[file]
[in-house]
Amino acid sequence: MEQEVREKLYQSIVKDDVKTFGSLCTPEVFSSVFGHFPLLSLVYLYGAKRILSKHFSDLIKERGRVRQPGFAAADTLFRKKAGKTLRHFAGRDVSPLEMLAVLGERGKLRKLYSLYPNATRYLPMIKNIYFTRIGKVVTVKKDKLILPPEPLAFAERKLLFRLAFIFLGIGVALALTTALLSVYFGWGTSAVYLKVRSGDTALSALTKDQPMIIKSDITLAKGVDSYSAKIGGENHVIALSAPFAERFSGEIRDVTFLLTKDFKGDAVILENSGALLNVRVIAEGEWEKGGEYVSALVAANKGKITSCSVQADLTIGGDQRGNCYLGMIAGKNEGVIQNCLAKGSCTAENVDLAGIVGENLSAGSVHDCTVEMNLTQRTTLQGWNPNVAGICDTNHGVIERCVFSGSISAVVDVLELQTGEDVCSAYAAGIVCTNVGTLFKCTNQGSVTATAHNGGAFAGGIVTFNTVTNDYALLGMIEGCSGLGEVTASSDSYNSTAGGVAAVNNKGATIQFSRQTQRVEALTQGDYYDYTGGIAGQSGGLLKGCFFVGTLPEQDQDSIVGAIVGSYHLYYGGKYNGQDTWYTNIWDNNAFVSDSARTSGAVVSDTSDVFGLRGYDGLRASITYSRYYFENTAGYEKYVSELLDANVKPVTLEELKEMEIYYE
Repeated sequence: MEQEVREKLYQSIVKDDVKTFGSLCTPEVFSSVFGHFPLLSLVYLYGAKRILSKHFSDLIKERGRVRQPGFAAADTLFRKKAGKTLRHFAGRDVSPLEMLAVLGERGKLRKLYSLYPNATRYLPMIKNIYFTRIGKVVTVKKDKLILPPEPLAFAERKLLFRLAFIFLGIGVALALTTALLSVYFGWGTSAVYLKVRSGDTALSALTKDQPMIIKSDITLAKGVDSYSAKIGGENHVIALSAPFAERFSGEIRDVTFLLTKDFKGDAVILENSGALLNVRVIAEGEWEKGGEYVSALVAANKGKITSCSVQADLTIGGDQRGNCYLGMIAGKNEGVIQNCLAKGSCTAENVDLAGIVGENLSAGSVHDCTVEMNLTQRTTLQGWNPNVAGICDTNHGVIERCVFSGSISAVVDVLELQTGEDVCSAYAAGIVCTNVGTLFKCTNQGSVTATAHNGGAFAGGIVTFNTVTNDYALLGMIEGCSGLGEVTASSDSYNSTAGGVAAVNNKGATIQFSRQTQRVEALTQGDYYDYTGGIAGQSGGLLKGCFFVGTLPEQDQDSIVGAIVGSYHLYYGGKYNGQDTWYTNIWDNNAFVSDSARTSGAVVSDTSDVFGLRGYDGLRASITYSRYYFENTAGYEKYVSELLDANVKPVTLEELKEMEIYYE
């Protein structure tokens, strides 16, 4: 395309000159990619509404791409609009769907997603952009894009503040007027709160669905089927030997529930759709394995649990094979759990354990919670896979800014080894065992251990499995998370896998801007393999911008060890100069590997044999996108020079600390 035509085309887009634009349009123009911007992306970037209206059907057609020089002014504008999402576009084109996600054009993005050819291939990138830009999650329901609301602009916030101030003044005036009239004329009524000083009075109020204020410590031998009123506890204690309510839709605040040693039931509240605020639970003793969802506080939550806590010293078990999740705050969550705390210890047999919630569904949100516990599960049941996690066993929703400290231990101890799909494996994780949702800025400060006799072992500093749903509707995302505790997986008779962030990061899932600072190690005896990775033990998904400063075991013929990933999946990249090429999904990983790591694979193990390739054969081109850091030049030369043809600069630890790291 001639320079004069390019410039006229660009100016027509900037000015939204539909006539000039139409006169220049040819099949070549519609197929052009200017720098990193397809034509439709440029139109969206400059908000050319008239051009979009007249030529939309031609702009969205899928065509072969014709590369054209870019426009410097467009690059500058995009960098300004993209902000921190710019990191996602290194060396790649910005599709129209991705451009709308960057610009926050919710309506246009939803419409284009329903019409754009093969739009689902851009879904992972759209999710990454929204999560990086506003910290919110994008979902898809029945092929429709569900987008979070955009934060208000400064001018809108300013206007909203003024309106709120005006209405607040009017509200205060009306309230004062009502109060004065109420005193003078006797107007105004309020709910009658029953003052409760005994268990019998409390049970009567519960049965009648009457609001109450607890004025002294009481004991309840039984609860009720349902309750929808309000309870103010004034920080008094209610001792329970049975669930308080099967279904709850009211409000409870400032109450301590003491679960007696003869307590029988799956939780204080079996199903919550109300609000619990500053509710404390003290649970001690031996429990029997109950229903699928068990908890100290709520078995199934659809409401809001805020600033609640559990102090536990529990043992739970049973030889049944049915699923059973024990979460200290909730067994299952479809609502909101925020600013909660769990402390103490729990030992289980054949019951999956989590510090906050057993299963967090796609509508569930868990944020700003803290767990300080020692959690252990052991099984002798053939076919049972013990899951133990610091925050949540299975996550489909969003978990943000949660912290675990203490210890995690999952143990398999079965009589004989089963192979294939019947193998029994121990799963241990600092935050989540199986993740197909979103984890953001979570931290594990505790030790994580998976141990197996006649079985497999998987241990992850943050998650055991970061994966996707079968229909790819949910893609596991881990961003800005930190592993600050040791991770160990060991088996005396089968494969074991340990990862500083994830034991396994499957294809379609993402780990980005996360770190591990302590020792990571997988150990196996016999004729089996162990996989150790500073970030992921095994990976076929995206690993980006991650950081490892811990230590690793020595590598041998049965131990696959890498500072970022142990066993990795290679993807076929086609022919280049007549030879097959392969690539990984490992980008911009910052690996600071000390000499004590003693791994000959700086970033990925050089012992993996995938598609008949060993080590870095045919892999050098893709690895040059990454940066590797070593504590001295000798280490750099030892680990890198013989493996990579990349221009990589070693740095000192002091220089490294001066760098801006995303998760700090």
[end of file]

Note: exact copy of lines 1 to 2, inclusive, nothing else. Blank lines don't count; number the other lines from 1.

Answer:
[in-house]
Amino acid sequence: MEQEVREKLYQSIVKDDVKTFGSLCTPEVFSSVFGHFPLLSLVYLYGAKRILSKHFSDLIKERGRVRQPGFAAADTLFRKKAGKTLRHFAGRDVSPLEMLAVLGERGKLRKLYSLYPNATRYLPMIKNIYFTRIGKVVTVKKDKLILPPEPLAFAERKLLFRLAFIFLGIGVALALTTALLSVYFGWGTSAVYLKVRSGDTALSALTKDQPMIIKSDITLAKGVDSYSAKIGGENHVIALSAPFAERFSGEIRDVTFLLTKDFKGDAVILENSGALLNVRVIAEGEWEKGGEYVSALVAANKGKITSCSVQADLTIGGDQRGNCYLGMIAGKNEGVIQNCLAKGSCTAENVDLAGIVGENLSAGSVHDCTVEMNLTQRTTLQGWNPNVAGICDTNHGVIERCVFSGSISAVVDVLELQTGEDVCSAYAAGIVCTNVGTLFKCTNQGSVTATAHNGGAFAGGIVTFNTVTNDYALLGMIEGCSGLGEVTASSDSYNSTAGGVAAVNNKGATIQFSRQTQRVEALTQGDYYDYTGGIAGQSGGLLKGCFFVGTLPEQDQDSIVGAIVGSYHLYYGGKYNGQDTWYTNIWDNNAFVSDSARTSGAVVSDTSDVFGLRGYDGLRASITYSRYYFENTAGYEKYVSELLDANVKPVTLEELKEMEIYYE